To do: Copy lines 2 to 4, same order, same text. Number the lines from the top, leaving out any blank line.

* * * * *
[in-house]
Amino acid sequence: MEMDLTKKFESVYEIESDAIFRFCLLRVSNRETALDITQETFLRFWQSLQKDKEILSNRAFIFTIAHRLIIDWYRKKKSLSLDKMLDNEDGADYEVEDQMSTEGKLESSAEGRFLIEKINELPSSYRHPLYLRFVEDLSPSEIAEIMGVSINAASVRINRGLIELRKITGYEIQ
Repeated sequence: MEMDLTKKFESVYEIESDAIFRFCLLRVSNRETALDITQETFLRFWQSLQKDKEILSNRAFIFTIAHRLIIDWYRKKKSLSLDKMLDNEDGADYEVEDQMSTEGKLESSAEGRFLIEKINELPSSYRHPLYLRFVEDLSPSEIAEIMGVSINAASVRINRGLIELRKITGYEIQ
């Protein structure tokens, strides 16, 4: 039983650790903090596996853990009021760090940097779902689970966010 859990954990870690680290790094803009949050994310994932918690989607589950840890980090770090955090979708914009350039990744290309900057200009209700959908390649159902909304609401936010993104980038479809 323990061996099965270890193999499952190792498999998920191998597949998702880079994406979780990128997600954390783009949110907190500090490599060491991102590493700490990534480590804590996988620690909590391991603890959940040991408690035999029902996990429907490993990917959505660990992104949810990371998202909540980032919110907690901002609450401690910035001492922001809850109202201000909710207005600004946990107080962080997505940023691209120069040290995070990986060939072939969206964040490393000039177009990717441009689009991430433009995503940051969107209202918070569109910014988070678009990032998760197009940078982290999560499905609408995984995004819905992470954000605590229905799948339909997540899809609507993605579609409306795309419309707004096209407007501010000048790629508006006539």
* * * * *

Amino acid sequence: MEMDLTKKFESVYEIESDAIFRFCLLRVSNRETALDITQETFLRFWQSLQKDKEILSNRAFIFTIAHRLIIDWYRKKKSLSLDKMLDNEDGADYEVEDQMSTEGKLESSAEGRFLIEKINELPSSYRHPLYLRFVEDLSPSEIAEIMGVSINAASVRINRGLIELRKITGYEIQ
Repeated sequence: MEMDLTKKFESVYEIESDAIFRFCLLRVSNRETALDITQETFLRFWQSLQKDKEILSNRAFIFTIAHRLIIDWYRKKKSLSLDKMLDNEDGADYEVEDQMSTEGKLESSAEGRFLIEKINELPSSYRHPLYLRFVEDLSPSEIAEIMGVSINAASVRINRGLIELRKITGYEIQ
């Protein structure tokens, strides 16, 4: 039983650790903090596996853990009021760090940097779902689970966010 859990954990870690680290790094803009949050994310994932918690989607589950840890980090770090955090979708914009350039990744290309900057200009209700959908390649159902909304609401936010993104980038479809 323990061996099965270890193999499952190792498999998920191998597949998702880079994406979780990128997600954390783009949110907190500090490599060491991102590493700490990534480590804590996988620690909590391991603890959940040991408690035999029902996990429907490993990917959505660990992104949810990371998202909540980032919110907690901002609450401690910035001492922001809850109202201000909710207005600004946990107080962080997505940023691209120069040290995070990986060939072939969206964040490393000039177009990717441009689009991430433009995503940051969107209202918070569109910014988070678009990032998760197009940078982290999560499905609408995984995004819905992470954000605590229905799948339909997540899809609507993605579609409306795309419309707004096209407007501010000048790629508006006539």